What You Need to Know: Matt Bevin

Kentucky governor says he exposed his nine kids to chickenpox on purpose

Kentucky Gov. Matt Bevin told an interviewer on a radio show Tuesday that he intentionally exposed his children to the chickenpox virus in the hopes they would catch the disease and become immune to it in the future.

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Appearing on Talk 104.1, Bevin said that all of his nine children had contracted the disease and that he had exposed the children on purpose. 

“Every single one of my kids had the chickenpox," Bevin said in the interview with the Bowling Green talk radio station. 

"They got the chickenpox on purpose because we found a neighbor that had it and I went and made sure every one of my kids was exposed to it, and they got it. They had it as children. They were miserable for a few days, and they all turned out fine.”

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Bevin also said that he did not believe parents should be forced to vaccinate their children against chickenpox. Kentucky has a mandatory vaccination law for children entering public schools. The chickenpox vaccination is one of those required. 

“And I think, why are we forcing kids to get it?" Bevin said of the chickenpox vaccine. "If you are worried about your child getting chickenpox or whatever else, vaccinate your child. ... But for some people, and for some parents, for some reason they choose otherwise. This is America. The federal government should not be forcing this upon people. They just shouldn’t."

The U.S. Centers for Disease Control and Prevention urges against deliberately exposing children to the varicella-zoster virus – the chickenpox virus.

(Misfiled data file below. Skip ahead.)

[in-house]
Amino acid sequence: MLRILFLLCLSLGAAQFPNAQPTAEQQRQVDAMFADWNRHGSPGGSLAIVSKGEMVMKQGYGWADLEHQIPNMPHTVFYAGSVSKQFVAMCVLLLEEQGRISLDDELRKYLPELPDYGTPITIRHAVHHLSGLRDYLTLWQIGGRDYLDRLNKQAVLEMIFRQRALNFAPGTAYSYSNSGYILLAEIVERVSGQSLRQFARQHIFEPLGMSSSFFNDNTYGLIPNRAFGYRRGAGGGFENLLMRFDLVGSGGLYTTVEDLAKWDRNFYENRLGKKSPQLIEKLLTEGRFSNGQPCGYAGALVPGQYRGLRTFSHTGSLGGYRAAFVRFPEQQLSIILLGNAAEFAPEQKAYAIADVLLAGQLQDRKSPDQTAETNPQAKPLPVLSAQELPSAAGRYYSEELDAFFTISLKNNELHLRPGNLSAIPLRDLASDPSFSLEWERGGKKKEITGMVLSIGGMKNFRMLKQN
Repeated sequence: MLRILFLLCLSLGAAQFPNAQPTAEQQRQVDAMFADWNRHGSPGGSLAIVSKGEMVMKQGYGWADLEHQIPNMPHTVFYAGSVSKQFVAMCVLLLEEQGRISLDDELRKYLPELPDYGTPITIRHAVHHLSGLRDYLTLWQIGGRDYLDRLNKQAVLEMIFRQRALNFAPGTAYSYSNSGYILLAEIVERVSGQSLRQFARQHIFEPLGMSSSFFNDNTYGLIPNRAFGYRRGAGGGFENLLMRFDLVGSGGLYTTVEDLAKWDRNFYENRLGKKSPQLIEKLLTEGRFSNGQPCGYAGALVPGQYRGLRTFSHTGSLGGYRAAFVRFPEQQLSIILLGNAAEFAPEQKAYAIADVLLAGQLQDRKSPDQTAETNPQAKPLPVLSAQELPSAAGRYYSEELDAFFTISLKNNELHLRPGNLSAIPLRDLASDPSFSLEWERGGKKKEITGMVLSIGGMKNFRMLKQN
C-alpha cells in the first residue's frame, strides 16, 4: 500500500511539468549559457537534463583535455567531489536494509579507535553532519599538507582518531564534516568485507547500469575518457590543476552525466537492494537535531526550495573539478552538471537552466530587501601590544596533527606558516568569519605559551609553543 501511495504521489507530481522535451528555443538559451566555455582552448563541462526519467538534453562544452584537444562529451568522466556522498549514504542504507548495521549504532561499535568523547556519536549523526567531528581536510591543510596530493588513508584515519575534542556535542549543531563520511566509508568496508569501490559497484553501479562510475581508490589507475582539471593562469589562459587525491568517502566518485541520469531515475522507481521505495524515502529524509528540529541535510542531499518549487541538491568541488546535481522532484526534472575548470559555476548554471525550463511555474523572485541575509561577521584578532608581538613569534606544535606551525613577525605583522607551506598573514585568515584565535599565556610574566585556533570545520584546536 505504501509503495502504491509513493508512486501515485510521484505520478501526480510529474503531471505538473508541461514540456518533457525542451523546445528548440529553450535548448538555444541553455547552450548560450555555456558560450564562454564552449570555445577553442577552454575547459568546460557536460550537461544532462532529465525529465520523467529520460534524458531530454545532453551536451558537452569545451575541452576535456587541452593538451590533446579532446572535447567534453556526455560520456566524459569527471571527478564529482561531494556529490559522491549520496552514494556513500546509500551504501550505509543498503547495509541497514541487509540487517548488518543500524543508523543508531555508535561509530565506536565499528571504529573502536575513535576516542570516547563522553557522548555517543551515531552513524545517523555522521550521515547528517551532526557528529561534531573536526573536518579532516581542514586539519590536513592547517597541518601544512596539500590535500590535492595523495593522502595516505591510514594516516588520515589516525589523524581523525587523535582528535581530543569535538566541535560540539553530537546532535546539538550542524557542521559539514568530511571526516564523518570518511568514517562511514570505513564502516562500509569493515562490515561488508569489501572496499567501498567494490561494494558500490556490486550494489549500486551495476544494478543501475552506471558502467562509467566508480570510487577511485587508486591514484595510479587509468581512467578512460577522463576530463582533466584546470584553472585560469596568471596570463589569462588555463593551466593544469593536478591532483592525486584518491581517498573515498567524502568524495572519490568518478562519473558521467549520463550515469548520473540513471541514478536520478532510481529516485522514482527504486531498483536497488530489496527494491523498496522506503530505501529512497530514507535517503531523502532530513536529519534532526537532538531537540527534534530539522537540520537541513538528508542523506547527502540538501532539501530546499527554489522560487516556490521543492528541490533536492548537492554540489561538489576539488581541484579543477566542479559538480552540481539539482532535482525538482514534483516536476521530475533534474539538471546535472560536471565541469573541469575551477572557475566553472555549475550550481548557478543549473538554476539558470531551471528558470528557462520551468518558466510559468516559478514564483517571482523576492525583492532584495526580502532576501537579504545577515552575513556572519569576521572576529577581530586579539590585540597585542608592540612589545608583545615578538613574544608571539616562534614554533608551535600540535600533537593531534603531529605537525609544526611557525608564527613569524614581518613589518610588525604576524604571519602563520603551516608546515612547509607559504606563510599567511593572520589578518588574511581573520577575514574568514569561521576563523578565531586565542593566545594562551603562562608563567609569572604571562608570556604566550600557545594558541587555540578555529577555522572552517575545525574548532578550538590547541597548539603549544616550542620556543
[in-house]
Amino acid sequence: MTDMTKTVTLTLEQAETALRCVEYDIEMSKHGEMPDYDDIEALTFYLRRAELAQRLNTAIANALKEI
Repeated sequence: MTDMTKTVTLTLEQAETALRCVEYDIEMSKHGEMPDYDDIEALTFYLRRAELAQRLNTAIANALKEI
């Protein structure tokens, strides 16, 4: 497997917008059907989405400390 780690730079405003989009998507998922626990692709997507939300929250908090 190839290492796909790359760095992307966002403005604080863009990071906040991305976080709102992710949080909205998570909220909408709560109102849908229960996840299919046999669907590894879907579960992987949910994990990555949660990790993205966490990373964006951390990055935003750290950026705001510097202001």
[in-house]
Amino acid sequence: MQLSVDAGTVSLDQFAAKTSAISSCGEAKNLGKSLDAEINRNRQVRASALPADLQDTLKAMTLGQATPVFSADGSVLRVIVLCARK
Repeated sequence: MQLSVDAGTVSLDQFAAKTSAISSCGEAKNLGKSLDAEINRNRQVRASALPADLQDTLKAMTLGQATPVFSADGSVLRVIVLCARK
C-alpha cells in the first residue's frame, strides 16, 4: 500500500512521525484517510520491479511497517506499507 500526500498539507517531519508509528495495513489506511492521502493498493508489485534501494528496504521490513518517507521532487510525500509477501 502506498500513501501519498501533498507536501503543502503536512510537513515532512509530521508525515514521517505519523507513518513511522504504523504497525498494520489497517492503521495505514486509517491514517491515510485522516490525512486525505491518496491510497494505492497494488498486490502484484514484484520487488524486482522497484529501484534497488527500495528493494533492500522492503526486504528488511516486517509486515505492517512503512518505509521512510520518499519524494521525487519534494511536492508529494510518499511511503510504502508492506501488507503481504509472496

"Chickenpox can be serious and can lead to severe complications and death, even in healthy children," according to the CDC website.

Chickenpox, an infectious disease characterized by skin blisters and fever. It can be fatal in rare instances for those with certain complications, or for those who may otherwise be compromised. 

The CDC recommends two doses of the chickenpox vaccine. The vaccine, the CDC website says, is more than 90 percent effective at preventing chickenpox. 

“When you get vaccinated, you protect yourself and others in your family and community,” the website pointed out. “This protection is especially important for people who cannot get vaccinated, such as those with weakened immune systems, or pregnant women.”

Complications can include pneumonia, encephalitis – an inflammation of the brain – or bacterial infections, according to the CDC. Those complications are generally seen in infants, pregnant women or those with weakened immune systems, according to the website.

A chickenpox vaccine became available in 1995.

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